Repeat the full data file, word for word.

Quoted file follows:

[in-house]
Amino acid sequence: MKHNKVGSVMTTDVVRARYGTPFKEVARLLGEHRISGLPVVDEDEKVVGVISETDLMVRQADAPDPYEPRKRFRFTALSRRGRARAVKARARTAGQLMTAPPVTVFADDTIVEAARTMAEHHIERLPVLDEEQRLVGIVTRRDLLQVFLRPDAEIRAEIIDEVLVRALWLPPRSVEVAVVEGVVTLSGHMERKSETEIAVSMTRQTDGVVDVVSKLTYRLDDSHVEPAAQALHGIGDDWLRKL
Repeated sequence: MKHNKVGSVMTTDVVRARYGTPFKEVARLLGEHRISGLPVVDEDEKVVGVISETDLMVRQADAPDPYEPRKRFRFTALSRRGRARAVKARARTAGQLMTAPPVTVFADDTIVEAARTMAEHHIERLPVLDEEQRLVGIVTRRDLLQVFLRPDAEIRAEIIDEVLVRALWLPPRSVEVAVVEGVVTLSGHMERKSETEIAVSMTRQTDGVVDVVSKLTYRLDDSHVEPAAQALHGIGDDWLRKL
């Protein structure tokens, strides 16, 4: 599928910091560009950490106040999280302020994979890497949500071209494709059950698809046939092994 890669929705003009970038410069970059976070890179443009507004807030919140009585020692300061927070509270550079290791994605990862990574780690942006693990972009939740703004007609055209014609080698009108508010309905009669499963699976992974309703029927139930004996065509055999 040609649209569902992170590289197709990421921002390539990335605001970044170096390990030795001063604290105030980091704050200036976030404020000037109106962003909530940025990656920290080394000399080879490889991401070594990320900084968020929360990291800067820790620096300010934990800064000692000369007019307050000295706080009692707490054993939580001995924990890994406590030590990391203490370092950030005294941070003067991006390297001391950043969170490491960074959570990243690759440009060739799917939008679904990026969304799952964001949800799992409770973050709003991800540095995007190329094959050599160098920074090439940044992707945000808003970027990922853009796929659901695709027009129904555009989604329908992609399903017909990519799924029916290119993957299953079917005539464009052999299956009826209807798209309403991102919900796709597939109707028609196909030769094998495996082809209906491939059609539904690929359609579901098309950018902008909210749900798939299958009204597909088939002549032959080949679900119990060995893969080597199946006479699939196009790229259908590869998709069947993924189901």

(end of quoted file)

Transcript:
[in-house]
Amino acid sequence: MKHNKVGSVMTTDVVRARYGTPFKEVARLLGEHRISGLPVVDEDEKVVGVISETDLMVRQADAPDPYEPRKRFRFTALSRRGRARAVKARARTAGQLMTAPPVTVFADDTIVEAARTMAEHHIERLPVLDEEQRLVGIVTRRDLLQVFLRPDAEIRAEIIDEVLVRALWLPPRSVEVAVVEGVVTLSGHMERKSETEIAVSMTRQTDGVVDVVSKLTYRLDDSHVEPAAQALHGIGDDWLRKL
Repeated sequence: MKHNKVGSVMTTDVVRARYGTPFKEVARLLGEHRISGLPVVDEDEKVVGVISETDLMVRQADAPDPYEPRKRFRFTALSRRGRARAVKARARTAGQLMTAPPVTVFADDTIVEAARTMAEHHIERLPVLDEEQRLVGIVTRRDLLQVFLRPDAEIRAEIIDEVLVRALWLPPRSVEVAVVEGVVTLSGHMERKSETEIAVSMTRQTDGVVDVVSKLTYRLDDSHVEPAAQALHGIGDDWLRKL
């Protein structure tokens, strides 16, 4: 599928910091560009950490106040999280302020994979890497949500071209494709059950698809046939092994 890669929705003009970038410069970059976070890179443009507004807030919140009585020692300061927070509270550079290791994605990862990574780690942006693990972009939740703004007609055209014609080698009108508010309905009669499963699976992974309703029927139930004996065509055999 040609649209569902992170590289197709990421921002390539990335605001970044170096390990030795001063604290105030980091704050200036976030404020000037109106962003909530940025990656920290080394000399080879490889991401070594990320900084968020929360990291800067820790620096300010934990800064000692000369007019307050000295706080009692707490054993939580001995924990890994406590030590990391203490370092950030005294941070003067991006390297001391950043969170490491960074959570990243690759440009060739799917939008679904990026969304799952964001949800799992409770973050709003991800540095995007190329094959050599160098920074090439940044992707945000808003970027990922853009796929659901695709027009129904555009989604329908992609399903017909990519799924029916290119993957299953079917005539464009052999299956009826209807798209309403991102919900796709597939109707028609196909030769094998495996082809209906491939059609539904690929359609579901098309950018902008909210749900798939299958009204597909088939002549032959080949679900119990060995893969080597199946006479699939196009790229259908590869998709069947993924189901």